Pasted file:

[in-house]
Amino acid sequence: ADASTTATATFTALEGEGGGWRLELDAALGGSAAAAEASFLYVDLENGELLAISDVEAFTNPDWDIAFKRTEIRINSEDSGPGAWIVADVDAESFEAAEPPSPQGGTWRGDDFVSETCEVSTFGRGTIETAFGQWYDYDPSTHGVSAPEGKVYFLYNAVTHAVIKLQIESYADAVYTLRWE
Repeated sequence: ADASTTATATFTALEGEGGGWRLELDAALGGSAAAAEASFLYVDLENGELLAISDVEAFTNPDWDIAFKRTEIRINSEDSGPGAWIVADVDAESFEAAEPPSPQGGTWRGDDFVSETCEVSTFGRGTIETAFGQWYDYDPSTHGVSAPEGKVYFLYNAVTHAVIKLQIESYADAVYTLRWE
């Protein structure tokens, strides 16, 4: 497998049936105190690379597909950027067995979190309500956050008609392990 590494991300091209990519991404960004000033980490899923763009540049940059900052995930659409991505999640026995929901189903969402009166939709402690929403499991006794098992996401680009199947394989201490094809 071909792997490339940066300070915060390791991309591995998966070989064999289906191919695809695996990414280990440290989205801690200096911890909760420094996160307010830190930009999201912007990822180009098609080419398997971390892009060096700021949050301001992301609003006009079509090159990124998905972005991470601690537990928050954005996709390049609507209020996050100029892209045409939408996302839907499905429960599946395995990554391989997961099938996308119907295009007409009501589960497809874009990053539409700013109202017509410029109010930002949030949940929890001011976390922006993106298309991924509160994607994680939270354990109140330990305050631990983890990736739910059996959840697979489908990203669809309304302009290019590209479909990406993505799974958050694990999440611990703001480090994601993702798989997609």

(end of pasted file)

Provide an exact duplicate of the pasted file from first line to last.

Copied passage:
[in-house]
Amino acid sequence: ADASTTATATFTALEGEGGGWRLELDAALGGSAAAAEASFLYVDLENGELLAISDVEAFTNPDWDIAFKRTEIRINSEDSGPGAWIVADVDAESFEAAEPPSPQGGTWRGDDFVSETCEVSTFGRGTIETAFGQWYDYDPSTHGVSAPEGKVYFLYNAVTHAVIKLQIESYADAVYTLRWE
Repeated sequence: ADASTTATATFTALEGEGGGWRLELDAALGGSAAAAEASFLYVDLENGELLAISDVEAFTNPDWDIAFKRTEIRINSEDSGPGAWIVADVDAESFEAAEPPSPQGGTWRGDDFVSETCEVSTFGRGTIETAFGQWYDYDPSTHGVSAPEGKVYFLYNAVTHAVIKLQIESYADAVYTLRWE
């Protein structure tokens, strides 16, 4: 497998049936105190690379597909950027067995979190309500956050008609392990 590494991300091209990519991404960004000033980490899923763009540049940059900052995930659409991505999640026995929901189903969402009166939709402690929403499991006794098992996401680009199947394989201490094809 071909792997490339940066300070915060390791991309591995998966070989064999289906191919695809695996990414280990440290989205801690200096911890909760420094996160307010830190930009999201912007990822180009098609080419398997971390892009060096700021949050301001992301609003006009079509090159990124998905972005991470601690537990928050954005996709390049609507209020996050100029892209045409939408996302839907499905429960599946395995990554391989997961099938996308119907295009007409009501589960497809874009990053539409700013109202017509410029109010930002949030949940929890001011976390922006993106298309991924509160994607994680939270354990109140330990305050631990983890990736739910059996959840697979489908990203669809309304302009290019590209479909990406993505799974958050694990999440611990703001480090994601993702798989997609």